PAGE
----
DeSoto National Wildlife Refuge is about 30 miles north of Omaha in Missouri Valley, Iowa. It’s one of those nearby nature centers you forget about until a niece tells you about her field trip there or someone mentions crane migration.
If you’re really into birds, this is the place to visit. If you’re not, it’s still worth a visit if only to immerse yourself in the great outdoors, take some great photos and spot some wildlife.
Since it’s spring and we’ve had ridiculously fine weather, I thought we’d go to check out the waterfowl migration situation there. That’s what the place is known for. Mid-March was apparently too early to catch birds and geese on their way back north – they were there, just not in hordes.
But, it was not a wasted trip. Here’s what my family enjoyed about DeSoto:
Do not miss a stop here, especially if you have children. The wildlife exhibits drew my kids in, as did the interactive ones.
History buffs will enjoy the historical displays, and especially the Steamboat Bertrand exhibit.
(The Steamboat Bertrand was thought to be lost after it sunk until it was rediscovered nearly a century later within the boundaries of the DeSoto. Over 250,000 artifacts were uncovered, including many in amazing condition. You’ll see a ton of those artifacts at the visitor center.)
My kids aren’t history buffs quite yet; dates mean nothing to them since everything happened “just the other day.” They still indulged me a little and walked through the exhibit, letting me look closely at a couple interesting items before moving on.
The visitor center also has a small theater for viewing short films.
Go a little further into the visitor center for a great view of the river.
Let’s Go Outside Backpacks
You can check out children’s backpacks at the visitors center for FREE – and I highly suggest you do it since it added a lot to our visit.
Each one is equipped with binoculars, wildlife and cloud ID cards, suggest activities like a scavenger hunt and journaling, and my kids’ favorite, a small cup to collect bugs with a magnifying lid.
The binoculars alone are worth taking the 30 seconds to check out a bag, but really everything in there was useful.
Who knew my kids were such curious naturalists?
This place isn’t really a destination for hikers, though there are a couple flat trails, particularly the Cottonwood/Grassland trails. which are ¾-mile trails. They’re very manageable for small kids.
Other trails include the Bertrand Trail (⅖ mile), Wood Duck Pond Trail (¾ mile) and the Missouri Meander Trail near the visitor center (an accessible 7/8 mile looped trail). Many portions of DeSoto, including some trails, are closed during the winter to minimize disturbance of wintering eagles, waterfowl and some game.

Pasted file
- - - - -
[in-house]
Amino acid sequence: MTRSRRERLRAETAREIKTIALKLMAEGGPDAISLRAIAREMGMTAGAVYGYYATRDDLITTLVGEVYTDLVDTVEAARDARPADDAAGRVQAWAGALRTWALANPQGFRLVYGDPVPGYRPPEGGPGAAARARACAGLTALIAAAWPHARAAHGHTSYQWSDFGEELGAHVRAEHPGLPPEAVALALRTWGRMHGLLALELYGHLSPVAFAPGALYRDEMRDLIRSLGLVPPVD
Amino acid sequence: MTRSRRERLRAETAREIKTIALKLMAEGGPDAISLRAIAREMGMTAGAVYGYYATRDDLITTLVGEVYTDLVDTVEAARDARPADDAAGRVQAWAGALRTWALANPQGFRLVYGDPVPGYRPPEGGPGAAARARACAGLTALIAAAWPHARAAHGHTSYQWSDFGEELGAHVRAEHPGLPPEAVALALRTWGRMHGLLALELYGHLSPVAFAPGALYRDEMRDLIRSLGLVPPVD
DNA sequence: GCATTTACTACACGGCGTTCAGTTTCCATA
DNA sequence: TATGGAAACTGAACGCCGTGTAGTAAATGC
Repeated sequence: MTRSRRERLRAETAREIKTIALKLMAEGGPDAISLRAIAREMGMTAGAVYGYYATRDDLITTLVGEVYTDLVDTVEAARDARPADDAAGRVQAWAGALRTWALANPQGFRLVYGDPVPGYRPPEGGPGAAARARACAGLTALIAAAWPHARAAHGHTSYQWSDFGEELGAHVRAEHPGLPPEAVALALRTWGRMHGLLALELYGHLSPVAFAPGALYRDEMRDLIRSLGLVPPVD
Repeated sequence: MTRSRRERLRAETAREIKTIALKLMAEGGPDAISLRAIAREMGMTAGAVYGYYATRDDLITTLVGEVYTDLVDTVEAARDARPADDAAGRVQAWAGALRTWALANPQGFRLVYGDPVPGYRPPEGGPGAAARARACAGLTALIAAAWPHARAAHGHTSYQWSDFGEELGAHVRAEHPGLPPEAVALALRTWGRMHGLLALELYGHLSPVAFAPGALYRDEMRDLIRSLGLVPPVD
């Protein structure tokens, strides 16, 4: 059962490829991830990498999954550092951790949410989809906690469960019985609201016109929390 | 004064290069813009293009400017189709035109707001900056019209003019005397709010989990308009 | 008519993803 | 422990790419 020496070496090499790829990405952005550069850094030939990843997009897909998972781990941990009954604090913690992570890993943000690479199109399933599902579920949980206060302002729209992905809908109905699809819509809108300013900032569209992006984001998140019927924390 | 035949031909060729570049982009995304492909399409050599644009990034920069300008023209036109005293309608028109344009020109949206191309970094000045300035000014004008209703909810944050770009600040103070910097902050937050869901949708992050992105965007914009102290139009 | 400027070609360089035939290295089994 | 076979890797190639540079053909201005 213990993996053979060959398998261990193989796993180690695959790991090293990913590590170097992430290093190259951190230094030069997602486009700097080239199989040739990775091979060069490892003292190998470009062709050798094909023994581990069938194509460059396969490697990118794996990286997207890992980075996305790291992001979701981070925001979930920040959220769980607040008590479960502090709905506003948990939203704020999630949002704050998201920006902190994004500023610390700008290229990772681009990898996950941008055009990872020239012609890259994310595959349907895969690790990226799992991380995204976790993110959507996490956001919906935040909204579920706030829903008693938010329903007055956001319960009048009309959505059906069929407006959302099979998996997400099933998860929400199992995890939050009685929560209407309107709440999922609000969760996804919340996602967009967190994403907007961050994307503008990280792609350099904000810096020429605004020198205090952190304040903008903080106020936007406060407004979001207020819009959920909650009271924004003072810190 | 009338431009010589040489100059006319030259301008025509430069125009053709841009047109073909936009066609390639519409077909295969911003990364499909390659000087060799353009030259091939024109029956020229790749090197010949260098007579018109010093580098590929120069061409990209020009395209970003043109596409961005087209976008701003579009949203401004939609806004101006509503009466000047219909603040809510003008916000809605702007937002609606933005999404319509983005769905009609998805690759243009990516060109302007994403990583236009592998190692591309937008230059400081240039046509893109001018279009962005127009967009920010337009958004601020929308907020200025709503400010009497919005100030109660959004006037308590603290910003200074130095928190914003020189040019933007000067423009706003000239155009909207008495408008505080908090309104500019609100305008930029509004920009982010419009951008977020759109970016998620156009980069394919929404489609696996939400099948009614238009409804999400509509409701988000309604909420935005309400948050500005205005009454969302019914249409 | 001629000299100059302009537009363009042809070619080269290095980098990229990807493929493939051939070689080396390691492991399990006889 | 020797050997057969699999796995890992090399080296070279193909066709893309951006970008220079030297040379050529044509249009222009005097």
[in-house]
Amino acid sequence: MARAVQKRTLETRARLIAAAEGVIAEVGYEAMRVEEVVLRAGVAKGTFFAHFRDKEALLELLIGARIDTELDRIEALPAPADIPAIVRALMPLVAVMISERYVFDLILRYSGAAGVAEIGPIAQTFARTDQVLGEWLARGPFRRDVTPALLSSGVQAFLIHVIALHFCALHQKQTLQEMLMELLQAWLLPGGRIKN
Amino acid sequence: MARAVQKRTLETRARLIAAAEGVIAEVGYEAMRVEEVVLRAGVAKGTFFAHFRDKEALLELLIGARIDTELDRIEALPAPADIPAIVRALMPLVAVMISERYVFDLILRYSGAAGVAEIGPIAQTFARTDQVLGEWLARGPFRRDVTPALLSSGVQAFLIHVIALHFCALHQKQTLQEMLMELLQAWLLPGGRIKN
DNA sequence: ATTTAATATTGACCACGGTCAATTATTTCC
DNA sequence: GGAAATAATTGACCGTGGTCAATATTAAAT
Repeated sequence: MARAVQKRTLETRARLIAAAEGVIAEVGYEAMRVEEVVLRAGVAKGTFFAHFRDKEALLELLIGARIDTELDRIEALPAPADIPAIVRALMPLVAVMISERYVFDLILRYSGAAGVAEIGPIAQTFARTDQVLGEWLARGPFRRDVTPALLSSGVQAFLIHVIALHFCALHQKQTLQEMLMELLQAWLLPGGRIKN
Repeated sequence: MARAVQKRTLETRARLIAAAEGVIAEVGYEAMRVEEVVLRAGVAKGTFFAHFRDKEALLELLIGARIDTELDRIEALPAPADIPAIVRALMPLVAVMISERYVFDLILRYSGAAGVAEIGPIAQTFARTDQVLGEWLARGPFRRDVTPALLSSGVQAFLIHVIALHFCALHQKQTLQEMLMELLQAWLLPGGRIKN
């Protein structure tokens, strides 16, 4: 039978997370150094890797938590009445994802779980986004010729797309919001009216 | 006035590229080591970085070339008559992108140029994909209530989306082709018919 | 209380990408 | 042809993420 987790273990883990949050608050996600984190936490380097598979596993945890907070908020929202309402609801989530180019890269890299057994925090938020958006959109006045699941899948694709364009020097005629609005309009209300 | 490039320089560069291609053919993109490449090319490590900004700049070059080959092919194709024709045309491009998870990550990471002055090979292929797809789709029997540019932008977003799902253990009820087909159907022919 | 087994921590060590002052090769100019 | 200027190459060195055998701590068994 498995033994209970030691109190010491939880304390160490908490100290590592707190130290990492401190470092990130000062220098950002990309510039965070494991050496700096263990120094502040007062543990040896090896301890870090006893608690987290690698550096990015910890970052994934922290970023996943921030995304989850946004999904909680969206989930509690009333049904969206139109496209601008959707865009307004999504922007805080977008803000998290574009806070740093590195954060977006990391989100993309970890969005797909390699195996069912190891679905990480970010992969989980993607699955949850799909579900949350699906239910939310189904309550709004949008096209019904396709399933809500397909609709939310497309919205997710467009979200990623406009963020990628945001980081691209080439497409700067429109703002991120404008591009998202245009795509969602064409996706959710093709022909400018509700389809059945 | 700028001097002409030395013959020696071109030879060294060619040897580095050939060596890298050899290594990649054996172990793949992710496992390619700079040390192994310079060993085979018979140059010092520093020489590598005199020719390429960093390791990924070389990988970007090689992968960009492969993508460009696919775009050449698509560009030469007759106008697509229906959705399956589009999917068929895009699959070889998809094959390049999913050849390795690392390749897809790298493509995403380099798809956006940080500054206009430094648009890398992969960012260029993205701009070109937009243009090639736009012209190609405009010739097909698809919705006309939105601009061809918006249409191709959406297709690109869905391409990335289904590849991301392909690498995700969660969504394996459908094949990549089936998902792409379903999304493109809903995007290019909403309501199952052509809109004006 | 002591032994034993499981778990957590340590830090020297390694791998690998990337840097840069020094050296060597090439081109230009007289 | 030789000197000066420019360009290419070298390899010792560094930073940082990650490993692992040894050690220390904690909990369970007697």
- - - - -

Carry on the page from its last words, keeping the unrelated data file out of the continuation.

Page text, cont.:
Word of advice: There are a ton of bugs in the thick of summer – you’re along a river. Mr. Wonderful and I last visited DeSoto when Farley was a baby. We made it about 10 feet onto one of the trails near the river before being swarmed by mosquitoes. Swarmed. Like out of a movie.
What else can you do
March 1 through April 14 is a good time to visit and enjoy:
Waterfowl migration observation
April 15 through October 14 is a good time to visit and enjoy:
Mushroom collecting (April 15-May 31)
October 15 through November
Migrating waterfowl observation (prime time)
December and February is a good time to visit and enjoy:
If you go
DeSoto National Wildlife Refuge
Where: 1434 316th Lane, Missouri Valley
Hours: Open daily sunrise to sunset; the visitor center is open daily (except for certain federal holidays) 8:30 a.m. to 4:30 p.m.
150th anniversary of the sinking of the Steamboat Bertrand
When: March 27-29 (actual date it sank was April 1, 1865)
Friday afternoon: Special tours of the Bertrand excavation site and steamboat museum from 2 to 4 p.m.; formal reception starts at 4 p.m. with a social hour followed by formal presentations starting at 5. Keynote speaker is archaeologist and retired National Park Service Superintendent Ronald R. Switzer who will speak about the early preservation of the Bertrand artifacts.
Saturday and Sunday: Show-and-tell with select artifacts, a steamboat photo station, 1860s period play time for kids, waterfowl viewing stations and more. Special talks on Saturday include an encore presentation by Ronald Switzer at 10 a.m. and a presentation on metal artifact conservation by a Gerald R. Ford Center Conservation Technician Megan Griffiths at 1 p.m. Tours of the museum collection and special archeologist-led tours of the Bertrand excavation site will happen on the hour from 9 a.m. to 4 p.m.
Cost: FREE (no vehicle admission fee!)